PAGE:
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2.7 Detect Collisions

In the previous lesson, we noticed that it is possible for the bombs to come into contact with our spaceship. But so far, nothing really happens. In this lesson, we're going to add some logic to detect collisions between the spaceship and bombs and then make the spaceship disappear.

2.7 Detect Collisions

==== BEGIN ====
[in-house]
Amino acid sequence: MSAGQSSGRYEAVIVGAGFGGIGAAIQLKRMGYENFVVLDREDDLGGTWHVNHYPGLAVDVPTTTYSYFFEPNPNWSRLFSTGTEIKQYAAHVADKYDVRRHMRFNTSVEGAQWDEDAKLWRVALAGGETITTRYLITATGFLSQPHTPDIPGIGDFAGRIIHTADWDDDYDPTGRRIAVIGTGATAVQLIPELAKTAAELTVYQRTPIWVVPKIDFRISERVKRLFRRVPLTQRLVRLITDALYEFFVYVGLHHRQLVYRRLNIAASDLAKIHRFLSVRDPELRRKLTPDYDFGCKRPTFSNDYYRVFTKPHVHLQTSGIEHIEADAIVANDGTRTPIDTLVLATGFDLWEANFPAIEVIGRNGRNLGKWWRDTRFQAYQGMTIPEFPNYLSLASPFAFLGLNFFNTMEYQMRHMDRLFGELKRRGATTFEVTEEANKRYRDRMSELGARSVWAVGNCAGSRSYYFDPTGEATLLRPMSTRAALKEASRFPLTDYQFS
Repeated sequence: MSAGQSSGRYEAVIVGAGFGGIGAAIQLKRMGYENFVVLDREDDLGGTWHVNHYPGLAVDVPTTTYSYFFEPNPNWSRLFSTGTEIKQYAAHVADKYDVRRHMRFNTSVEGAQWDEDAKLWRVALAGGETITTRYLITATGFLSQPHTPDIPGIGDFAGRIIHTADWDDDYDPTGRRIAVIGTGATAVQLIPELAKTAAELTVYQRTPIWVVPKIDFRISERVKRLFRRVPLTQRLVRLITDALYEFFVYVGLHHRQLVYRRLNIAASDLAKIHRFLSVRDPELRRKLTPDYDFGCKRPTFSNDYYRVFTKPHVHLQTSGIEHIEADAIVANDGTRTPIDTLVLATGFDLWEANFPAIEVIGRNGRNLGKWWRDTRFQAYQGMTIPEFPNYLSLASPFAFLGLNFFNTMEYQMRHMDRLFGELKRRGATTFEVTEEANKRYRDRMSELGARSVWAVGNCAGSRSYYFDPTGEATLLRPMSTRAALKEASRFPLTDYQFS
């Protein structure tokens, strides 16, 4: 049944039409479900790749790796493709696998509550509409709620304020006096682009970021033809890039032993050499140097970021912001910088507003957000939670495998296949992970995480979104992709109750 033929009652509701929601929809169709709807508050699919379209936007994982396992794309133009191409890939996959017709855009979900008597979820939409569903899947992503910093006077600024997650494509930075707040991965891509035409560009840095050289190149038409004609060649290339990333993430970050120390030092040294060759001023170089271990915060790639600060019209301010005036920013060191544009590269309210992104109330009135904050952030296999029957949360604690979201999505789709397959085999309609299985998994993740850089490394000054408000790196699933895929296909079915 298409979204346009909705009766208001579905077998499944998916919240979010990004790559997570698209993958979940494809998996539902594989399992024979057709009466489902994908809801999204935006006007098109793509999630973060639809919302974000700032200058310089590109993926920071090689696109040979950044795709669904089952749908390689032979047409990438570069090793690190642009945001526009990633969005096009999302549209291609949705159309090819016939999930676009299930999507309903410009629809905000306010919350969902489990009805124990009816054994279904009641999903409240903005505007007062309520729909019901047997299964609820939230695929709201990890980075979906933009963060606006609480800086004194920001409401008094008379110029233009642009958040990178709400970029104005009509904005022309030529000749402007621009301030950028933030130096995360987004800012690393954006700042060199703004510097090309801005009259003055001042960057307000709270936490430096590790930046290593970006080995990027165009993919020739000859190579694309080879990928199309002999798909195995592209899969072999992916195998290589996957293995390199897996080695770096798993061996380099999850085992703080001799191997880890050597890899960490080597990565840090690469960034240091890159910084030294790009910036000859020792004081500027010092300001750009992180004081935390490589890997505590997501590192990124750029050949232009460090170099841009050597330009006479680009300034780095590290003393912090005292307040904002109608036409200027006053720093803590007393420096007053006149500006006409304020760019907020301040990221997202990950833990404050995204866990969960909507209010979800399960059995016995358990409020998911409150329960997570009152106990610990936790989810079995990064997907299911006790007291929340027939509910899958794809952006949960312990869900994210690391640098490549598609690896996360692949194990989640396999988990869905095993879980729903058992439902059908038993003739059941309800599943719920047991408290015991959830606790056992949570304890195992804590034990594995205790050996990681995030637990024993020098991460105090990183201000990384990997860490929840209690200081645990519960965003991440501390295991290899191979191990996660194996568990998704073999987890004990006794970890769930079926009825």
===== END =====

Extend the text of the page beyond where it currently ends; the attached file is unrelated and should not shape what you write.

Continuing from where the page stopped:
All right, so now it's time to start to talk a little bit about collision detection. Now collision detection can be a rather complicated topic. But we're gonna try to boil it down to its absolute basics here. So as far as collisions are concerned within our game, what we wanna be looking at here is taking the two different categories of nodes that we have. We have the ships and we have the bombs. And we wanna set this up so that when one category detects that it has collided with another one, we want to tie into that somehow within the code, within our scene, to then determine what has collided with what, and then go ahead and take some sort of action. And we're gonna make this is as simple as possible and then you can obviously enhance it a little bit more as you go. But for the most part this is how it's going to work. We're gonna begin by creating a couple of different categories. And when it comes to categories within SpriteKit and doing this type of work as far as collision detection, everything is pretty much handled using bit masks and bit shifting. Now don't get too bogged down in some of the granularity of this. It's not that important, but it's important enough to understand the basics here. So we're gonna have two different categories. We're gonna have a shipCategory, which is gonna be equal to 1 and it's gonna be shifted 0. So it's actually going to be the value of 1 and then we're also going to have a bombCategory. And that's going to be 1. And it's gonna be shifted one position. So don't get too bogged down in this. And if you were going to have another one you would shift it two and three and so on and so forth. So depending on the number of different categories of nodes you had. So let's say maybe you had planets in there, that could be another category. Maybe you had maybe clouds that you put out there randomly were another category and a bunch of different things like that. But for the most part we're dealing with two categories here. But before we can start actually dealing with the collisions of things, we have to be able to deal with this concept of contact. And another thing that we're gonna have to do here is in two parts. We're gonna to have to also have our GameScene inherit from SKPhysicsContactDelegate. Which means if there is a collision detected, if there's a contact detected between two or more physics bodies within our physicsWorld, then there is going to be a delegate that can handle these events properly. And we want to make sure that our GameScene can do that. So that's step one. Step two is defining this as a delegate within our physicsWorld to say the physicsWorld.contactDelegate is gonna be equal to self. So that simply means that whenever multiple bodies collide within this physicsWorld, who is going to handle that via a method, via a contact method. We're specifying that our GameScene can do it because it's gonna implement the SKPhysicsContacDelegate. So now that we've done all this kind of setup, how do we get our ship and our bomb to kind of speak all of this language. Well it's actually pretty easy. We're just gonna set a couple of additional properties on our physics bodies for each of those two sprite nodes. So the first thing that we wanna do is we want to assign those categories. So we're gonna say our physicsBody.categoryBitMask is gonna be equal to, in this case this needs to be a UInt32. So I'm gonna say that this is going to be a Uint32. And this is going to be our shipCategory like that. Now that we've defined what category our ship is in, we want to specify what it is we want to test for contact with. So what collisions do we want to know about? Well we want to know when this ship's physicsBody has a contactTestBitMask equal to another UInt32. On this time this is gonna be of the bombCategory so we wanna know when this particular physicsBody comes in contact with a bomb. And then we're gonna set our collisionBitMask to 0. So let's go ahead and save that. So we're gonna do basically the same thing that we just did here for our bomb now. So we're going to say bomb.physicsBody.CategoryBitMask = UInt32 of our bombCategory. Then we wanna know when this collides or comes into contact with once again another UInt32, this time of our shipCategory. And then we're going to set the collisionBitMask = 0. And then we can also use another property here on the physicsBody for this bomb to say that it usesPrecisionCollisionDetection to get a little bit more fine-grained support on knowing when these collisions actually happen. So now that we've got all this set up, we're gonna be notified or there's gonna be events raised when our bomb comes in contact with the ship and when when our ship comes in contact with the bomb. But how do we actually tie into that when it comes to code? Well I'm gonna drop another function in here and then we're gonna talk about it for a second. So we're gonna tie into this didBegin contact function which is going to take in a PhysicsContact. Now this is gonna be a little bit overkill for probably what we need for this but it's important for us to understand what's going on here. So when it comes to a contact, a contact is always made up of multiple physics bodies and typically they're handled sequentially. So this is going to deal, each physics contact is going to deal with two physics bodies. You're gonna get a body A and you're gonna get a body B. So the first thing that we're doing here is we're going to check to see if the body A has a category bit mask that is less than the second one and we're just going to grab each of those in that order. And because we have set these category bit masks up before, we know that the lesser one is going to be a ship and the greater one is going to be a bomb. So we've set those up appropriately here. And then we do a little bit of checking. We check to see if that firstBody, the .categoryBitMask with the logical & operator combined with the shipCategory, if this was a shipCategory. And we logically & it together with the UInt32 shipCategory. If those two things match then we're gonna get a value here that's nonzero. So this would mean that this is a ship. And we're gonna do the same thing for the second body. We're gonna check to see if the second body is a bomb. And if that is true then we simply want to remove the ship from the parent. We're gonna do a little bit more as far as maybe presenting a second game over a replay type screen in the next lesson. But for now we're just gonna remove it from the scene. Now, I say this is a little bit overkill, because we're only handling collisions from two different types of categories. So obviously, if we get a collision, and that happens, then it's probably more than likely gonna be a ship and a bomb. Although it is possible because we are randomly generating the y values, but although we're spacing them out a little bit for the bombs. I guess it could be possible for a bomb to collide with a bomb. But we're really only testing here for bombs and ships, so just to be complete we're gonna do it this way. So let's go ahead and save that. Now we're going to run our game again and everything should start out. We should see our ship and a couple of bombs start to come at it. And this time we're going to try to get hit this time. So if I come down here and it detects a collision then my ship goes away. So as you can see there, we have detected that collision. We noticed that the first physics body was a ship, the second one was a bomb. And because those two things came together that way, then we remove the ship from the parent, from the scene. But now we have a problem. Now this game just continues to go and we definitely don't want that. So the next lesson, we're going to introduce a game over kind of replay scene so we can start the game over.